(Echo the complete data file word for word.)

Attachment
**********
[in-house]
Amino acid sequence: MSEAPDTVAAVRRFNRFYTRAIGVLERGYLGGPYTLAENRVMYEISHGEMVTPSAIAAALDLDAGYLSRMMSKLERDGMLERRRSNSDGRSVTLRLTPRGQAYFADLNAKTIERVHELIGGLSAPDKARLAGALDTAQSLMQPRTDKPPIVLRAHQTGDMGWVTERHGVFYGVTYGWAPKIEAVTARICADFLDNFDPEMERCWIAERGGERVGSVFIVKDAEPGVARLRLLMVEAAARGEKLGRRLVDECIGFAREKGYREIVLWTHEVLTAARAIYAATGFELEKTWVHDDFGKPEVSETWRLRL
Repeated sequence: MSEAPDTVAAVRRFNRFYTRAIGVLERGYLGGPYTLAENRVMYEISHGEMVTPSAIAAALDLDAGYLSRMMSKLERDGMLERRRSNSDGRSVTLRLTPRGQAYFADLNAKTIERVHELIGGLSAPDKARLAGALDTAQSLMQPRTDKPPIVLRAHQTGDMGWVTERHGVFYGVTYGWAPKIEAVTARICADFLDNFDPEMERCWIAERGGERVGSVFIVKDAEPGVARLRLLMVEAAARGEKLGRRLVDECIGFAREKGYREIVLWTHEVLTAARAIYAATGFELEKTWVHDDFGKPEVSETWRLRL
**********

[in-house]
Amino acid sequence: MSEAPDTVAAVRRFNRFYTRAIGVLERGYLGGPYTLAENRVMYEISHGEMVTPSAIAAALDLDAGYLSRMMSKLERDGMLERRRSNSDGRSVTLRLTPRGQAYFADLNAKTIERVHELIGGLSAPDKARLAGALDTAQSLMQPRTDKPPIVLRAHQTGDMGWVTERHGVFYGVTYGWAPKIEAVTARICADFLDNFDPEMERCWIAERGGERVGSVFIVKDAEPGVARLRLLMVEAAARGEKLGRRLVDECIGFAREKGYREIVLWTHEVLTAARAIYAATGFELEKTWVHDDFGKPEVSETWRLRL
Repeated sequence: MSEAPDTVAAVRRFNRFYTRAIGVLERGYLGGPYTLAENRVMYEISHGEMVTPSAIAAALDLDAGYLSRMMSKLERDGMLERRRSNSDGRSVTLRLTPRGQAYFADLNAKTIERVHELIGGLSAPDKARLAGALDTAQSLMQPRTDKPPIVLRAHQTGDMGWVTERHGVFYGVTYGWAPKIEAVTARICADFLDNFDPEMERCWIAERGGERVGSVFIVKDAEPGVARLRLLMVEAAARGEKLGRRLVDECIGFAREKGYREIVLWTHEVLTAARAIYAATGFELEKTWVHDDFGKPEVSETWRLRL